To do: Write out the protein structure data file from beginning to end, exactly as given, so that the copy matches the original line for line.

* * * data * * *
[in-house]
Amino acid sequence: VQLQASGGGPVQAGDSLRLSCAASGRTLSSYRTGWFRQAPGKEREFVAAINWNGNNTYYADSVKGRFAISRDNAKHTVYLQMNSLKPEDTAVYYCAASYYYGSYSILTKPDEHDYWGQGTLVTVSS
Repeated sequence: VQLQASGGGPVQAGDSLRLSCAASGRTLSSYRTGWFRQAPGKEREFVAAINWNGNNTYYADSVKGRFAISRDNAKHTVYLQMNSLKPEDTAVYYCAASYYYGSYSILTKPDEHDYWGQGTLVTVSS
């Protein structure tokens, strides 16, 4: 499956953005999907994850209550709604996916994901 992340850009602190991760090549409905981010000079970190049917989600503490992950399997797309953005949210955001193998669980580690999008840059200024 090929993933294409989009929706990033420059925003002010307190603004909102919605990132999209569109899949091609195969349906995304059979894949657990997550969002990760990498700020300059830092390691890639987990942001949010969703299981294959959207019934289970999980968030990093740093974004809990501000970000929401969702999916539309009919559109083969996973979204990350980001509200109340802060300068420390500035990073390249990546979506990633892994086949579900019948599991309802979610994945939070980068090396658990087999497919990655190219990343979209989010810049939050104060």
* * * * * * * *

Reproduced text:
[in-house]
Amino acid sequence: VQLQASGGGPVQAGDSLRLSCAASGRTLSSYRTGWFRQAPGKEREFVAAINWNGNNTYYADSVKGRFAISRDNAKHTVYLQMNSLKPEDTAVYYCAASYYYGSYSILTKPDEHDYWGQGTLVTVSS
Repeated sequence: VQLQASGGGPVQAGDSLRLSCAASGRTLSSYRTGWFRQAPGKEREFVAAINWNGNNTYYADSVKGRFAISRDNAKHTVYLQMNSLKPEDTAVYYCAASYYYGSYSILTKPDEHDYWGQGTLVTVSS
């Protein structure tokens, strides 16, 4: 499956953005999907994850209550709604996916994901 992340850009602190991760090549409905981010000079970190049917989600503490992950399997797309953005949210955001193998669980580690999008840059200024 090929993933294409989009929706990033420059925003002010307190603004909102919605990132999209569109899949091609195969349906995304059979894949657990997550969002990760990498700020300059830092390691890639987990942001949010969703299981294959959207019934289970999980968030990093740093974004809990501000970000929401969702999916539309009919559109083969996973979204990350980001509200109340802060300068420390500035990073390249990546979506990633892994086949579900019948599991309802979610994945939070980068090396658990087999497919990655190219990343979209989010810049939050104060």